The boy’s smile blossomed as Bella gave out with the almost-melodic squawks and creaks that signified her pleasure. “What’s a milkshake?” Still smiling, he returned the hen to her cage and eyed the glass.

“Soymilk and chocolate and sugar.” He handed it to Daren, found himself holding his breath as the boy tasted it and considered.

“Pretty sweet.” He drank some. “I like it anyway.”

To Zipakna’s relief he drank it all and licked foam from his lip.

“So when did you move here?” Zipakna took the empty glass rinsed it at the sink.

“Wow, you use water to clean dishes?” The boy’s eyes had widened. “We came here last planting time. Pierre brought those seeds.” He pointed in the general direction of the sunflower fields.

Zipakna’s heart sank. “You and your parents?” He made his voice light.

Daren didn’t answer for a moment. “Pierre. My father.” He looked back to the chicken room. “If they’re not magic, why do you give them water? Ella’s chicken warns her about snakes, but you don’t have to worry about snakes in here. What good are they?”

The cold logic of the Dry, out here beyond the security net of civilized space. “Their eggs keep you healthy.” He watched the boy consider that. “You know Ella, right?” He waited for the boy’s nod. “She has a disease that would kill her if she didn’t eat an egg from that chicken you were holding every year.”

Daren frowned, clearly doubting that. “You mean like a snake egg? They’re good, but Ella’s chicken doesn’t lay eggs. And snake eggs don’t make you get better when you’re sick.”

“They don’t. And Ella’s chicken is a banty rooster. He doesn’t lay eggs.” Zipakna looked up as a figure moved on the heads-up. “Bella is special and so are her eggs.” He opened the door. “Hello, Ella, what are you doing out here in the heat?”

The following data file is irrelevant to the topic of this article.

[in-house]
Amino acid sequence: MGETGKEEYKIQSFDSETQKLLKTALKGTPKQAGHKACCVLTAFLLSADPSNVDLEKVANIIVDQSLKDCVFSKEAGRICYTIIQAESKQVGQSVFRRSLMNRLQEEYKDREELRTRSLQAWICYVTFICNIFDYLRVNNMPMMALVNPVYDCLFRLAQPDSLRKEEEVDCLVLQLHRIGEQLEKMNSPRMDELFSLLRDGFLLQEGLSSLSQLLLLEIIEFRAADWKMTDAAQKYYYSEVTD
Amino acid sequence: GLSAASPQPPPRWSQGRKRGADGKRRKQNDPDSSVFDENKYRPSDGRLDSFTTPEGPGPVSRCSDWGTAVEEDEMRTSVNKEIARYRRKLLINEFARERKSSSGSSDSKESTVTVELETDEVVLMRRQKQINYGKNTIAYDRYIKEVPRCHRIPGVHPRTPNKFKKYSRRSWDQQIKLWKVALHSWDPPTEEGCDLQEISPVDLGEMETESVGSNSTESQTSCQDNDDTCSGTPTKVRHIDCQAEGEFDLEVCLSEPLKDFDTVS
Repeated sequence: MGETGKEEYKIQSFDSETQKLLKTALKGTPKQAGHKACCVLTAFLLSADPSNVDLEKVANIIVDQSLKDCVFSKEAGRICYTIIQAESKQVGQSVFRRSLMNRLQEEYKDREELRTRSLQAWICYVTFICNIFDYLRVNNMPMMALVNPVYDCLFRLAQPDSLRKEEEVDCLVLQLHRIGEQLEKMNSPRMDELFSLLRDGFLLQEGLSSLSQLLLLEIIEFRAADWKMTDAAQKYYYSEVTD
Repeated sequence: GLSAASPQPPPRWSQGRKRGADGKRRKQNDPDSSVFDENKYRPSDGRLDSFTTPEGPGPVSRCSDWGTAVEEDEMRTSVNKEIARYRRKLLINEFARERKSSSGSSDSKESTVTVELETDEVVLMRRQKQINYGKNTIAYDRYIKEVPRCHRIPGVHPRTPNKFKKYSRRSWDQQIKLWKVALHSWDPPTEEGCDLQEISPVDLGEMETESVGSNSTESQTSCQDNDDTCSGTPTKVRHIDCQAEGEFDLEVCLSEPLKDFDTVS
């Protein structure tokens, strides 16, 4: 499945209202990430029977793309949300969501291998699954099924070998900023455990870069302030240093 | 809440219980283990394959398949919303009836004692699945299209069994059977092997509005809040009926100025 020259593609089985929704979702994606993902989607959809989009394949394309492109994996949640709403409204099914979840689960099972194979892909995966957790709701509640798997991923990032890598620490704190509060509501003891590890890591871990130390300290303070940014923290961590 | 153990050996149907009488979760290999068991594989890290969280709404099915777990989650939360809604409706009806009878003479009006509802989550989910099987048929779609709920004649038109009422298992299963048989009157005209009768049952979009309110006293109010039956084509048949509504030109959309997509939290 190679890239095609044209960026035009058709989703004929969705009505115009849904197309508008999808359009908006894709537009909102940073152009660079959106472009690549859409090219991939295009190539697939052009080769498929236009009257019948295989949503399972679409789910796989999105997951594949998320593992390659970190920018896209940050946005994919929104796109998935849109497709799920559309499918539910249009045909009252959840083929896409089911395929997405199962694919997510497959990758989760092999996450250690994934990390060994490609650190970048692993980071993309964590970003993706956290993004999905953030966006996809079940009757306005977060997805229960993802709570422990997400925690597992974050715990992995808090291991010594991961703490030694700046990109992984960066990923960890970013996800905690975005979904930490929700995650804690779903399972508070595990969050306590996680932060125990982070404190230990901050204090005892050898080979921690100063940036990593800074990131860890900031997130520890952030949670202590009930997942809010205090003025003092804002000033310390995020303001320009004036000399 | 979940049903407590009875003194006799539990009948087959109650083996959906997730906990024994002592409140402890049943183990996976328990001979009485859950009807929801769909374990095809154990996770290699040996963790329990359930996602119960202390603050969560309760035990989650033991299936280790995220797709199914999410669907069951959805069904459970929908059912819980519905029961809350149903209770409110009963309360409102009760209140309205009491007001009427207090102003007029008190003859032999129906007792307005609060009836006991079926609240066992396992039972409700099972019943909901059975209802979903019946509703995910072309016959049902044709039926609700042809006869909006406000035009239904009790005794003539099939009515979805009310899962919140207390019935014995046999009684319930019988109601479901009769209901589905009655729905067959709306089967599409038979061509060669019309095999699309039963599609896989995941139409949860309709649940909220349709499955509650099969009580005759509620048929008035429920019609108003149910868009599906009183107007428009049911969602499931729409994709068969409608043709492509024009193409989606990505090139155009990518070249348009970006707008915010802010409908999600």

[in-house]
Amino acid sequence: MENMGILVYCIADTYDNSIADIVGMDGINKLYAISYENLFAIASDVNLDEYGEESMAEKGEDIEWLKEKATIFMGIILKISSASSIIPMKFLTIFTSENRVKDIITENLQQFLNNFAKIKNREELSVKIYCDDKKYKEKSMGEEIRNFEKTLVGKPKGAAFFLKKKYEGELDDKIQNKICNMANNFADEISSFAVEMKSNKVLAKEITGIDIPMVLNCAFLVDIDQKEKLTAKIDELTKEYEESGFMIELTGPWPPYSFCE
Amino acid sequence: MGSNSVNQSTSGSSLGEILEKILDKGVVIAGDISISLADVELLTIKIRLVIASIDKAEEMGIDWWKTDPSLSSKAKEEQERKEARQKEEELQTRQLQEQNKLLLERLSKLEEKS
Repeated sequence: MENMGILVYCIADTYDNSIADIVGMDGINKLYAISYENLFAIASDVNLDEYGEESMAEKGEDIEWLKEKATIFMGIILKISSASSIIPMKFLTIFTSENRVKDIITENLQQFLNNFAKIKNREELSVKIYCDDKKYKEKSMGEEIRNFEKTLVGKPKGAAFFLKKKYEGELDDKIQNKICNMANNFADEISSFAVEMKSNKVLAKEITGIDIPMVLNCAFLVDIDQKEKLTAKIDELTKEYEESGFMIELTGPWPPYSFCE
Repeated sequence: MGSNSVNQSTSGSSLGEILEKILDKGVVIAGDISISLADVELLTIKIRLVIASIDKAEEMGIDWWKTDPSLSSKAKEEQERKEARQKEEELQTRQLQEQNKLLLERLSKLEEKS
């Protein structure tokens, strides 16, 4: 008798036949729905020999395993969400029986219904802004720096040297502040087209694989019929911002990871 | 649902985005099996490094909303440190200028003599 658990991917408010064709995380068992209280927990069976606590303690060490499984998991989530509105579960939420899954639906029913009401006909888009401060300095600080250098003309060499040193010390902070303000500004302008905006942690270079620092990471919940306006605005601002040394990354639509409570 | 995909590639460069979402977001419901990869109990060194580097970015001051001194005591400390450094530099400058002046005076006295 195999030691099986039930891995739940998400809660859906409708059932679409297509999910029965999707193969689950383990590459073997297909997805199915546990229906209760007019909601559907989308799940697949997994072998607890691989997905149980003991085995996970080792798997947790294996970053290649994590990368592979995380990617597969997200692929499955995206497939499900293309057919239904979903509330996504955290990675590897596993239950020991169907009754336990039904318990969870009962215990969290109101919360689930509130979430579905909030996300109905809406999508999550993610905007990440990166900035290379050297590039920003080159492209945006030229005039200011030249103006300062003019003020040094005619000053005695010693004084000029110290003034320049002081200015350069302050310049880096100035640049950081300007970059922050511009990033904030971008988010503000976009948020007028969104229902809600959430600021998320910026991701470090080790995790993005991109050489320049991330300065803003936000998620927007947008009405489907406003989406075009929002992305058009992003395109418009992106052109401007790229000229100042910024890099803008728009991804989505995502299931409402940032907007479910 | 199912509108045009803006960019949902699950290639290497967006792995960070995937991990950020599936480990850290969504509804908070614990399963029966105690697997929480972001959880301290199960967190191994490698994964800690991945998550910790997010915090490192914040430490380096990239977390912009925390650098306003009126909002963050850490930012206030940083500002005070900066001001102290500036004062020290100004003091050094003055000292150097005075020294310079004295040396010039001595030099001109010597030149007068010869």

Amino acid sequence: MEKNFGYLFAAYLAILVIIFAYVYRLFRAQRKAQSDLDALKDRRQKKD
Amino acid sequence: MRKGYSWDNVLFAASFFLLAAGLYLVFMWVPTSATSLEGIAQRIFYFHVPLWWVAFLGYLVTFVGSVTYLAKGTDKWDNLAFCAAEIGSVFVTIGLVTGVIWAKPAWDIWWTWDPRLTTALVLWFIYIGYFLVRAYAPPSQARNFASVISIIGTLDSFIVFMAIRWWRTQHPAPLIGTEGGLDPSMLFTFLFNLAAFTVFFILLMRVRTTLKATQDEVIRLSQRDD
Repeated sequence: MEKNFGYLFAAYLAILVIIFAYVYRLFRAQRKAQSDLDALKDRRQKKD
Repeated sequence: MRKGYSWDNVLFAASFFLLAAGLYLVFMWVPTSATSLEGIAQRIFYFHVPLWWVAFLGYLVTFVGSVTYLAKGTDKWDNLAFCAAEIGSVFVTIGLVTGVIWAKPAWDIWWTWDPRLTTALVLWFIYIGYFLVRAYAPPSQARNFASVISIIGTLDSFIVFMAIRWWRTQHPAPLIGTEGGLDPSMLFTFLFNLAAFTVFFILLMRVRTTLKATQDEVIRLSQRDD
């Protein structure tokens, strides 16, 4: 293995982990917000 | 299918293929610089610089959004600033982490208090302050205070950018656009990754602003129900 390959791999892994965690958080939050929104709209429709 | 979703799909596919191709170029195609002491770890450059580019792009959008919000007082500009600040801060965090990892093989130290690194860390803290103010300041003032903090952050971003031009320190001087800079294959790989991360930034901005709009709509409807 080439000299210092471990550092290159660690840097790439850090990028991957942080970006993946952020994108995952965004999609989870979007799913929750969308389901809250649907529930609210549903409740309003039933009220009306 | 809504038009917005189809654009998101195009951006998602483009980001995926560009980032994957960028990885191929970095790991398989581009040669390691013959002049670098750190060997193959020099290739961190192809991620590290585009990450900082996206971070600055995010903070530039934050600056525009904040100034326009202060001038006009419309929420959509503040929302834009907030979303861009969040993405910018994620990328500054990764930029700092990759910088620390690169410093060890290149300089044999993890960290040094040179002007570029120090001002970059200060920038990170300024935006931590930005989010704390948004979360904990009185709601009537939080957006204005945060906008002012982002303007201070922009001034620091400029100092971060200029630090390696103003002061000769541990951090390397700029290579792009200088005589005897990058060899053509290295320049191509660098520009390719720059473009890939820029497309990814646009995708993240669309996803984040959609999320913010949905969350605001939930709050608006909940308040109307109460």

“I figured he’d be out here bothering you.” Ella hoisted herself up the Dragon’s steps, her weathered, sun-dried face the color of real leather, her loose sun-shirt falling back from the stringy muscles of her arms as she reached up to kiss Zipakna on the cheek. “You behavin’ yourself, boy? I’ll switch you if you aren’t.”

“I’m being good.” Daren grinned. “Ask him.”

“He is.” Zipakna eyed her face and briefly exposed arms, looking for any sign of melanoma. Even with the eggs, you could still get it out here with no UV protection. “So, Ella, you got some new additions to town, eh? New crops, too, I see.” He watched her look away, saw her face tighten.

“Now don’t you start.” She stared at the south viewscreen filled with the bright heads of sunflowers. “Prices on everything we have to buy keep going up. And the Pima are tight, you know that. Plain sunflower oil don’t bring much.”

“So now you got something that can get you raided. By the government or someone worse.”

“You’re the one comes out here from the city where you got water and power, go hiking around in the dust with enough stuff to keep raiders fat and happy for a year.” Ella’s leathery face creased into a smile. “You preachin’ risk at me, Zip?”